Spending time on South Australia’s Yorke Peninsula? Make a stop in one of these national parks while you’re there.
Home to an immaculate 700 km-long coastline, the Yorke Peninsula is a favourite holiday destination for many South Australians.
With world-renowned surfing spots, fantastic bushwalks and a vast history to uncover, there’s something for everyone to explore – and located just an hour and a half’s drive from Adelaide, it’s easy to nip to the region for a quick getaway.
Not to be missed are the region’s serene national parks, full of wildlife, bushland, rugged cliffs and secluded ocean beaches.
Here’s our pick of parks for you to explore on your next visit to the region:
1. Dhilba Guuranda-Innes National Park
A favourite for camping, fishing and surfing, the iconic Dhilba Guuranda-Innes National Park is a short 5.3 km drive from Marion Bay on the southern tip of the Yorke Peninsula.
Immerse yourself in SA’s tumultuous maritime history with a visit to the park’s operating lighthouses at Cape Spencer and West Cape, or head to Ethel Beach where you might be lucky enough to see the Ethel shipwreck.
For a gnarly time, try and catch a wave at Pondalowie Bay, or, for the more experienced surfer, head to Chinaman’s Beach to catch a break.
If fishing is more your speed, cast your line from the surf on Browns Beach for a chance at catching salmon – but check out the recreational fishing regulations before you go.
2. Troubridge Island Conservation Park
Only accessible by boat, Troubridge Island Conservation Park sits 6 km off the coast of Edithburgh, on the south eastern end of the peninsula.
You need to have a permit to visit the island, but once you’re there you’ll find a peaceful oasis complete with white sandy beaches.
Take advantage of the remoteness of the park and hide away for a few nights in the original lighthouse keeper’s cottage.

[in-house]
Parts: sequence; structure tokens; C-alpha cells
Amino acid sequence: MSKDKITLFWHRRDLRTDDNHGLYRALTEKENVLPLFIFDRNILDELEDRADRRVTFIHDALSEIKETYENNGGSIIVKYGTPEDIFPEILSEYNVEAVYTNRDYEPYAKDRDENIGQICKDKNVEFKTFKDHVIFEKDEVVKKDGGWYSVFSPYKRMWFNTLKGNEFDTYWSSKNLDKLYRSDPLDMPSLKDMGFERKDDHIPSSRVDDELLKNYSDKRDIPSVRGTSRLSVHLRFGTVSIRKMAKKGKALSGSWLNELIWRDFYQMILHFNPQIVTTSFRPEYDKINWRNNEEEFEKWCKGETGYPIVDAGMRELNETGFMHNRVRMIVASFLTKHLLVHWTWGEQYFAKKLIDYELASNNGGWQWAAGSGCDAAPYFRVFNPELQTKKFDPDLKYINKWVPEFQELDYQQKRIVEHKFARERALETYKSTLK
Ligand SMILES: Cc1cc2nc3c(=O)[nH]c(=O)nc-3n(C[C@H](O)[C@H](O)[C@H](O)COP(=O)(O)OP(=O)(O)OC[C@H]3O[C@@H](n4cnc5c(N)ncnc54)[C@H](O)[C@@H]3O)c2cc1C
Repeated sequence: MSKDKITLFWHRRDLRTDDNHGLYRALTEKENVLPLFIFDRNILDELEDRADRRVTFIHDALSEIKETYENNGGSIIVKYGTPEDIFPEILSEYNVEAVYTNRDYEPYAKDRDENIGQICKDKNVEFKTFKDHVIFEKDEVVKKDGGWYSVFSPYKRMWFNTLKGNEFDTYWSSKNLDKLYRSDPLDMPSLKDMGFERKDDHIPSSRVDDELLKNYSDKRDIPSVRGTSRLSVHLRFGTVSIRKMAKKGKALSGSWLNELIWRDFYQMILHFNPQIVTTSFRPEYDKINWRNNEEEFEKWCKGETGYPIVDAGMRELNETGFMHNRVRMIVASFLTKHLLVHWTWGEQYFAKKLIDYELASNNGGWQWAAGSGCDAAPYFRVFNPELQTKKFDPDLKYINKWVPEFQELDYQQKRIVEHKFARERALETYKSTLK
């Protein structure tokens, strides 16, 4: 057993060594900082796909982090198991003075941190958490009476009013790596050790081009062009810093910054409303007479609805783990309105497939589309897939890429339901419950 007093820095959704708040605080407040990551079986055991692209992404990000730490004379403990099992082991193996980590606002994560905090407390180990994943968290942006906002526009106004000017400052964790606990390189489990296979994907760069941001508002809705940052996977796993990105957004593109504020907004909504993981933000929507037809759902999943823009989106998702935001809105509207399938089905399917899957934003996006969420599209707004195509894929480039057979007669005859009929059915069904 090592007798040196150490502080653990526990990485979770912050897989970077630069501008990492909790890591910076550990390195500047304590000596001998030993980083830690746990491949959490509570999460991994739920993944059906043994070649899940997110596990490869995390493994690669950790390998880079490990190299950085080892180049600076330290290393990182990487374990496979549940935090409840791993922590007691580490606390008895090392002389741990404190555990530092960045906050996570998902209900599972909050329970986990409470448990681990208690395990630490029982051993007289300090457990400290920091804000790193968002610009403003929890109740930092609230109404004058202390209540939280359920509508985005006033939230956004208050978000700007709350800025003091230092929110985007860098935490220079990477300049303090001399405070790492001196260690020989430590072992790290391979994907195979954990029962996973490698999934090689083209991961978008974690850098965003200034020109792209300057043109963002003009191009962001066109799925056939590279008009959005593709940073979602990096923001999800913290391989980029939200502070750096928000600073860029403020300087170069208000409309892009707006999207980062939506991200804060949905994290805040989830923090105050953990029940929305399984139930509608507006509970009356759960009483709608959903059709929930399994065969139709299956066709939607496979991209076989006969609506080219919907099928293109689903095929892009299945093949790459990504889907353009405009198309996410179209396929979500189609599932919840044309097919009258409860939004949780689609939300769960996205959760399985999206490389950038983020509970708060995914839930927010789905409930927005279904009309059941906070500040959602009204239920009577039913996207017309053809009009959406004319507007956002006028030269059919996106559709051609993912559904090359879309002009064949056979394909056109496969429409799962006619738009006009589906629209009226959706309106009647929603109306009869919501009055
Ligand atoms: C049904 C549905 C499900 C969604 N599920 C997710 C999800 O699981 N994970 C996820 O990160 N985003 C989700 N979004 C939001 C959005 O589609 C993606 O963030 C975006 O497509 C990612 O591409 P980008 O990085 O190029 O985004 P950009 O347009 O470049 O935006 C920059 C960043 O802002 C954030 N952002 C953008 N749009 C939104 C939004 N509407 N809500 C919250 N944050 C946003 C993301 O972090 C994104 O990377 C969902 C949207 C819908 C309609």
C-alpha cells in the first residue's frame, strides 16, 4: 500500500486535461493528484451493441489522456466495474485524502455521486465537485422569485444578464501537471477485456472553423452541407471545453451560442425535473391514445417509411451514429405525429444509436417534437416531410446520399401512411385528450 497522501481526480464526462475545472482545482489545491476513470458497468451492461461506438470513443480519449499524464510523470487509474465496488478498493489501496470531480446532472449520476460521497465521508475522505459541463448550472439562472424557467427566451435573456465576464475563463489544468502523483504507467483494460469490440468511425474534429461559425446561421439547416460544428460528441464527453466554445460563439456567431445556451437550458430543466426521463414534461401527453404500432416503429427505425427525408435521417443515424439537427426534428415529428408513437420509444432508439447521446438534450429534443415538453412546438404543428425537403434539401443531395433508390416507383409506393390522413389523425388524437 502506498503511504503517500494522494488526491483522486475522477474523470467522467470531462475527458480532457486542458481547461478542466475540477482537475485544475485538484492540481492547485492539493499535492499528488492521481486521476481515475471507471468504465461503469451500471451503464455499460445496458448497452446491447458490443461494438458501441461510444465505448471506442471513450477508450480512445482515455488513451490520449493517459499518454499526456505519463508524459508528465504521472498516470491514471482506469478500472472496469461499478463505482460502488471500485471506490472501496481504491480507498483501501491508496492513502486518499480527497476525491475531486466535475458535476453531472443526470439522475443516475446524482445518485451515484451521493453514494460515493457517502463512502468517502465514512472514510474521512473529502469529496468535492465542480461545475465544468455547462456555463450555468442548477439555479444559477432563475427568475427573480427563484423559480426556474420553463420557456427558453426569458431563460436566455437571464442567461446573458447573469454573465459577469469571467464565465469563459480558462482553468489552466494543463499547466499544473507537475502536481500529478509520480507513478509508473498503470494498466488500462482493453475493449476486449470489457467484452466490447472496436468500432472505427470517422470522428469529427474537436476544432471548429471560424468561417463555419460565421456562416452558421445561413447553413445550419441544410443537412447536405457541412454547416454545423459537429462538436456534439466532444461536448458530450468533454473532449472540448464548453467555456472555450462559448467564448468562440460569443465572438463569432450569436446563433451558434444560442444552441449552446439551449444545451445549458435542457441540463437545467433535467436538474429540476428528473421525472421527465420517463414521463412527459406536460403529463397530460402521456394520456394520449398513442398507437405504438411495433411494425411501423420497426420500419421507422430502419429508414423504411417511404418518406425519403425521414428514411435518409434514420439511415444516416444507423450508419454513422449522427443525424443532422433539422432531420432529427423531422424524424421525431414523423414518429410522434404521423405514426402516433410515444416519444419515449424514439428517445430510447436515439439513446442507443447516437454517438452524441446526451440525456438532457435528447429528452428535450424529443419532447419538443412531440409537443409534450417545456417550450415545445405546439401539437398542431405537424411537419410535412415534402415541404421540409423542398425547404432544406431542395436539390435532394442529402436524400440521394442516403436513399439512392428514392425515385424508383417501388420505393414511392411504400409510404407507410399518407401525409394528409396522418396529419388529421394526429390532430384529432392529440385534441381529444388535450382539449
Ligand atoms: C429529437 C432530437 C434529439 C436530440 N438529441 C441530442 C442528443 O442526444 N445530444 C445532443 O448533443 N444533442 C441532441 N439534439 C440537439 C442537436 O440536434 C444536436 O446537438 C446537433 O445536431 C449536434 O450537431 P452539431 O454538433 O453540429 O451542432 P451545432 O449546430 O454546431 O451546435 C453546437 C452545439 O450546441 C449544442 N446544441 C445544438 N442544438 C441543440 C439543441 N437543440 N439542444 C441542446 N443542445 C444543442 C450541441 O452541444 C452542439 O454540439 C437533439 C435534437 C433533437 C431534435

3. Southern Spencer Gulf Marine Park
Southern Spencer Gulf Marine Park stretches for many kilometres of coast and has multiple access points, including Hardwicke Bay, Point Turton, Corny Point and Marion Bay.
On a calm day, head to Chinaman’s Hat Island, off the south coast of Dhilba-Guuranda Innes National Park, and go diving or snorkelling for your chance to see an array of reef fish and stingrays.
If you’ve got a large trailer boat, launch in Marion Bay and head out to the deeper waters of Investigator Strait – the body of water that lies between the Yorke Peninsula and Kangaroo Island – for a chance to catch snapper or whiting.
Or if you prefer to keep your feet planted on the ground, head to the Stenhouse Bay Jetty in Dhilba-Guuranda Innes National Park and go fishing for squid.
Just make sure you check out the recreational fishing regulations before you go.
4. Adelaide International Bird Sanctuary National Park - Winaityinaityi Pangkara
At the gateway to the Yorke Peninsula, just 10.5 km from Dublin in Adelaide’s north is the Adelaide International Bird Sanctuary National Park - Winaityinaityi Pangkara.
The bird sanctuary is one of SA’s most important habitats for migratory shorebirds and is home to 263 unique flora and fauna species.
Head to Thompson Beach, on the eastern coastline of Gulf St Vincent, and make yourself comfortable for a bit of birdwatching.
Between October and April is the perfect time to spot thousands of migratory shorebirds that travel to the sanctuary each year from as far away as Alaska and northern Asia.
Bring your own kayak or hire one and explore the park from the water. Kayak around the mangroves and see if you can spot any birds, such as the royal spoonbill, hiding amongst the thick branches searching for snacks.
Keen to explore more of regional South Australia? Check out these parks to visit in the Riverland, Barossa, Limestone Coast and Flinders Ranges.
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